First reaction: disbelief. Second: WOOOOOOOO!!!!! I got Blur’s new Record Store Day single ‘Fool’s Day’ at precisely 9:34am today. No sneaky industry favours, I promise. I queued up with the other 300 people this morning at London’s Rough Trade East.
At about 9am, a nice man walked down the queue asking politely whether there was “anybody who would like the new Blur single?”. A massive show of hands goes up, into which the very nice man thrusts a piece of paper with the words “Rough Trade Exclusive” written on it. This, we were told, was our golden ticket. And so it was…
I’m at home now, just listened to the track for the first time. In short, it’s a bit bloody fantastic. Starts with a simple and slightly wonky ‘Song 2’-esque drumbeat, before Damon comes in – with Graham playing minor chords – singing about waking up on “the first day of April”.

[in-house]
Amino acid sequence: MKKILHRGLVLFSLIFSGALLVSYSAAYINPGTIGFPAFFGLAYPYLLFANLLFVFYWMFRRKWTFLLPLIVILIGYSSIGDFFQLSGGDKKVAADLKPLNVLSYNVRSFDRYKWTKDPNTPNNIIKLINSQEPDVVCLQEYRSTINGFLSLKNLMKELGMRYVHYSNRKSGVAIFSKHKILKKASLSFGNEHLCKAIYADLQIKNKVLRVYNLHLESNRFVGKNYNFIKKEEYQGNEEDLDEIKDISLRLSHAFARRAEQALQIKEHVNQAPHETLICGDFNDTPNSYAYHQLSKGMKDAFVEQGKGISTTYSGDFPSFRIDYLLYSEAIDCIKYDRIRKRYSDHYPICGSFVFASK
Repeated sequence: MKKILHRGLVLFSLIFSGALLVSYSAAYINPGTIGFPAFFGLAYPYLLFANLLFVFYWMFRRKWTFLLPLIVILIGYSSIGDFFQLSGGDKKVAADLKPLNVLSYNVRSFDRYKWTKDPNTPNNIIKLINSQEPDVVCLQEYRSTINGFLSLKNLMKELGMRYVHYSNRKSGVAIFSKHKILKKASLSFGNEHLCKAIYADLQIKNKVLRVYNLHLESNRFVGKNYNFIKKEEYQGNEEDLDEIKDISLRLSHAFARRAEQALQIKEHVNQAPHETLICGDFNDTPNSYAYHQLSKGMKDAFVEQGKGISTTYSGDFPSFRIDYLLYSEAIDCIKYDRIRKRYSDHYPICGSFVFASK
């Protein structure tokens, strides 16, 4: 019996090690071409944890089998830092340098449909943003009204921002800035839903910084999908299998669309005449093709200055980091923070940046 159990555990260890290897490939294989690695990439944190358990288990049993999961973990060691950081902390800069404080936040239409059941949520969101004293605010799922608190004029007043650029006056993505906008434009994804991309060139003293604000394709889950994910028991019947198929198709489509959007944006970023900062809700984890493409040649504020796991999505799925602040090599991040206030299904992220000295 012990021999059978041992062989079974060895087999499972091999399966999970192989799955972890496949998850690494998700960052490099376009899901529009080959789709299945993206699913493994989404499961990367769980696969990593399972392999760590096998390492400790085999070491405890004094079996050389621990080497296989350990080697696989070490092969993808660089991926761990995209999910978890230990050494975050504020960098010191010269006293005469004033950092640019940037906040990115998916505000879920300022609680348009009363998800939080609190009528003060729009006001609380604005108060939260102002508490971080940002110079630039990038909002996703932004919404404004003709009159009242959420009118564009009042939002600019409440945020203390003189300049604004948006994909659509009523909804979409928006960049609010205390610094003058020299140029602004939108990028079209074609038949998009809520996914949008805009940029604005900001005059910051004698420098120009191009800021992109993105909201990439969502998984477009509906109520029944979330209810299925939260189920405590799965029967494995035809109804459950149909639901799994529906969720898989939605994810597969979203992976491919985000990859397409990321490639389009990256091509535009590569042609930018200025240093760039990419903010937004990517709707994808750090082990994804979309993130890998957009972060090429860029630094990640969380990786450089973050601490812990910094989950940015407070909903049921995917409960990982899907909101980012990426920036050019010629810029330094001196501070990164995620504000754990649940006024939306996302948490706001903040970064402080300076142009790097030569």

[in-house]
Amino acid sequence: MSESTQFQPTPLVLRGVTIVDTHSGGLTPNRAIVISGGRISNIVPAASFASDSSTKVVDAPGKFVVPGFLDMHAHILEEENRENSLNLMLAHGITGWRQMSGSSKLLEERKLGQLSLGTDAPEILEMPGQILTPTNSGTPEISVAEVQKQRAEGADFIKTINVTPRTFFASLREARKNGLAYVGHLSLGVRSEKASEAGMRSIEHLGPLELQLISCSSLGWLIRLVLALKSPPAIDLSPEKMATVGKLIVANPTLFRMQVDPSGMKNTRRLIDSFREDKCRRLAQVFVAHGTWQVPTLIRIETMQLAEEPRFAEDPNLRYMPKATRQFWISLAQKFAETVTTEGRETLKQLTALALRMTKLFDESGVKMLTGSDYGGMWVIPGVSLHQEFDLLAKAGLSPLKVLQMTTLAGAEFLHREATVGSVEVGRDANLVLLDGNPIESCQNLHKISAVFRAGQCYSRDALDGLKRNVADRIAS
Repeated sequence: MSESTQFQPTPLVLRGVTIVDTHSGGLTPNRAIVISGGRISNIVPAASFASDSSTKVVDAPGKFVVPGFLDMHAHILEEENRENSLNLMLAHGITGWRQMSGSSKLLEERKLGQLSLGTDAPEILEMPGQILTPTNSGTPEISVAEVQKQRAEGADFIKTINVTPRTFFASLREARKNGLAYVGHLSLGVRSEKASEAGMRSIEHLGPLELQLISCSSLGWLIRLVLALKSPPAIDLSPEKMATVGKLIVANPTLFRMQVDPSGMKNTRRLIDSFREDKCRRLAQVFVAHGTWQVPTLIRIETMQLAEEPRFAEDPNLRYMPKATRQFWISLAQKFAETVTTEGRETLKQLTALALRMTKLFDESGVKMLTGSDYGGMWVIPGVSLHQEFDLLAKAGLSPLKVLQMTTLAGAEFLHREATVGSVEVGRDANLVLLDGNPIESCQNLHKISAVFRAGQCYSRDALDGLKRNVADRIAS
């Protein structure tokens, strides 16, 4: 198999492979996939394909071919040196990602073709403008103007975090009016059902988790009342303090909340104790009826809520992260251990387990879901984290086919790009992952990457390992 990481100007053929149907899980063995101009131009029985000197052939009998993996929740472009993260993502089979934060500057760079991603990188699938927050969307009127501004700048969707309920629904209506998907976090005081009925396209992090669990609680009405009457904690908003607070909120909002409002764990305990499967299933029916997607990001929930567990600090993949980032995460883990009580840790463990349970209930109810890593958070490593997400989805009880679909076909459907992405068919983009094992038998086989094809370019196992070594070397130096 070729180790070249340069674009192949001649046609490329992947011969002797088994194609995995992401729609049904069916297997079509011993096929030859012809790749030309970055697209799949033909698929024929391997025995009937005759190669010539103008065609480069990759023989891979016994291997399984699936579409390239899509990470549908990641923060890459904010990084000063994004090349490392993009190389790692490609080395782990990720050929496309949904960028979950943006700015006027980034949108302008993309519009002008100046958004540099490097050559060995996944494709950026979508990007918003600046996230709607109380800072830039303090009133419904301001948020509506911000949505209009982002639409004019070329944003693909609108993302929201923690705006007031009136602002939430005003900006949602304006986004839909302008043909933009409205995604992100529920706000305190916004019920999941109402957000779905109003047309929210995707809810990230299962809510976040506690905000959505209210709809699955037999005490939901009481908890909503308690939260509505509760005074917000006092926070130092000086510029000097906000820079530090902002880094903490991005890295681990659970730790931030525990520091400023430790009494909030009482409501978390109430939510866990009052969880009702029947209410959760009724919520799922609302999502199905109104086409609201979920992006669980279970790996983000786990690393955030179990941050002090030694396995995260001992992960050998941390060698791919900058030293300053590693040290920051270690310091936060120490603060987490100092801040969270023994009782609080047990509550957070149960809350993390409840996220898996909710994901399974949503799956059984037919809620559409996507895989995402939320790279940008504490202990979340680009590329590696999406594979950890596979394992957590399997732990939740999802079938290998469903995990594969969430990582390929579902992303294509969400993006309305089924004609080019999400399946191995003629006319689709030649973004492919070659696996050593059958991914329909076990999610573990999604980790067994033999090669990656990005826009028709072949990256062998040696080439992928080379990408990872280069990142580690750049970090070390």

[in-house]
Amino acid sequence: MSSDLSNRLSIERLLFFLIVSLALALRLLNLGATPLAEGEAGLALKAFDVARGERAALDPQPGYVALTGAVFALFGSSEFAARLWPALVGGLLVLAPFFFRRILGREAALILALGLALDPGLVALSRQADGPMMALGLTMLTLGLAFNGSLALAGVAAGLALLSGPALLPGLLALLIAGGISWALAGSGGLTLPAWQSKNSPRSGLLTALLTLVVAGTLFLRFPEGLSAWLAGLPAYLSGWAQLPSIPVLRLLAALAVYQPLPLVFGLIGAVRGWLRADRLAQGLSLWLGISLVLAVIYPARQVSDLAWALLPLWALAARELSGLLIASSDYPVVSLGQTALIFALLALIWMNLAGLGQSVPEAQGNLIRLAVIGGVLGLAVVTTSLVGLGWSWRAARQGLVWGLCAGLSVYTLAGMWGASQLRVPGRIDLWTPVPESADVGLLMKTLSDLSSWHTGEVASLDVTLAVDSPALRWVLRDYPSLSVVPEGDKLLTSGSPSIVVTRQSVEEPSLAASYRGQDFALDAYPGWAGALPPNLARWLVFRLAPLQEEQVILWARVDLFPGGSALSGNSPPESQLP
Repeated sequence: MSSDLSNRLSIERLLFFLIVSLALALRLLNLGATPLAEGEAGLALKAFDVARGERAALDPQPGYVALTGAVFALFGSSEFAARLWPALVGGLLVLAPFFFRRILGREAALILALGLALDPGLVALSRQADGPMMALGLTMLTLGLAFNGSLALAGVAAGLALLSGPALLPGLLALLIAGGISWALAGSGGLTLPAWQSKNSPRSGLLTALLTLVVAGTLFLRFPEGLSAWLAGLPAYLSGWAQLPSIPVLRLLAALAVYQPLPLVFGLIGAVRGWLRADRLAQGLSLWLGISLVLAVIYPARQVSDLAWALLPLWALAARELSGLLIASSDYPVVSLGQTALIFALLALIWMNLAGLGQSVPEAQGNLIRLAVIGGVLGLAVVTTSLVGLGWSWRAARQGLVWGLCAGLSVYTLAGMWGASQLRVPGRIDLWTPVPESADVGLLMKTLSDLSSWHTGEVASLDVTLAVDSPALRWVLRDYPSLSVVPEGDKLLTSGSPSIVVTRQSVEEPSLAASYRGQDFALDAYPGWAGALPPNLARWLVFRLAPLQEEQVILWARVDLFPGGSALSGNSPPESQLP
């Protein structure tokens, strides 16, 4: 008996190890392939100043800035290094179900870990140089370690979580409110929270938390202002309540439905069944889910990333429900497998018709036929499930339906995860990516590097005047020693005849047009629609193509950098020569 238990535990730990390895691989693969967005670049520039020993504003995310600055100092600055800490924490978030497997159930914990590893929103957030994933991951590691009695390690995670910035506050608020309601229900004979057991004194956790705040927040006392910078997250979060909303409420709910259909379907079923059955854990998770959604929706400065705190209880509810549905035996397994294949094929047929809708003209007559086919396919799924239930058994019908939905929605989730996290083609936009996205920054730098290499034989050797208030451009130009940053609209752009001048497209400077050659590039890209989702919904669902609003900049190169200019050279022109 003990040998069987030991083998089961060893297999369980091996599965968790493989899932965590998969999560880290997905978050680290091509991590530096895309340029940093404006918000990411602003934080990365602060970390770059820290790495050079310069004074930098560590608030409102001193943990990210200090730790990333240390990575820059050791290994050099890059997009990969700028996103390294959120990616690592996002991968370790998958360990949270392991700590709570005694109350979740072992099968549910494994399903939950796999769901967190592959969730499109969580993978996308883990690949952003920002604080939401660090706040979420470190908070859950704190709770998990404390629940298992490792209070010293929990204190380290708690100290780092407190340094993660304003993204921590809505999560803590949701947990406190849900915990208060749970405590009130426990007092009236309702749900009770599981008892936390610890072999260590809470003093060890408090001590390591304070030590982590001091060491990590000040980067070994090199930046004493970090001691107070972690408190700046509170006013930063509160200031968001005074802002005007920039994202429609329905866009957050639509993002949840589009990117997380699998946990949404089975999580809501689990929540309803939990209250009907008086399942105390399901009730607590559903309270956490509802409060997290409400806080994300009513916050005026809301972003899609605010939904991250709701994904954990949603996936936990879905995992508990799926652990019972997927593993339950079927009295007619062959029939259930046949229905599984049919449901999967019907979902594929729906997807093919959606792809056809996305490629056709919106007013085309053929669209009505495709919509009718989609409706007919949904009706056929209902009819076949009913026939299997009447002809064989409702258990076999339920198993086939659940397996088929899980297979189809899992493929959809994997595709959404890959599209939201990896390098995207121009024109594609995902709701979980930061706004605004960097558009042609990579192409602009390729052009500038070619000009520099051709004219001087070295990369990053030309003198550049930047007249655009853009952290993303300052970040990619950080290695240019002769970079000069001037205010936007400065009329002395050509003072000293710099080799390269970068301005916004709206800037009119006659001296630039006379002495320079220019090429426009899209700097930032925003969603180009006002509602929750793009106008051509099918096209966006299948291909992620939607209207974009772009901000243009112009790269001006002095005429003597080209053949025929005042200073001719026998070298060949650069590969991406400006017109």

It quickly becomes clear this is a song that’s literally about Damon’s day-to-day life. He’s never sounded more like Ray Davies, but, strangely, it’s the Ray Davies of today rather than the 60’s – with that slightly bunged-up, Landaaaahn voice that’s both all-knowing and a bit mournful. Hmm. Oh, and I wonder whether they actually wrote and recorded it on April Fool’s Day too – a studio exercise, maybe – seeing as that’s what the lyrics seem to be about.
“Porridge done, I take my kid to school, past the pound shop, Woolworths,” Damon sings at one point, while another line goes: “On my bike, down the Ladbroke Road, to the forthcoming dramas of studio and loveable sweet music.”
It’s quite touching in a funny way, and ever-so-slightly daunting. Normal English Life, complete with all its dreary complexities, summed up so perfectly in song always leaves me a little cold (in a good way – it’s what the word melancholy was invented for). That’s what this does, quite brilliantly. Anyway, then a swirly organ bit comes in, and Graham unleashes a wicked little riff and off he goes into solo heaven. How you’ll have missed that sound coupled with this backing band…
Is this the start of things to come? I really hope so.
The track’s already doing the rounds online, and you can download it for free from Blur.co.uk – so give us your reaction below.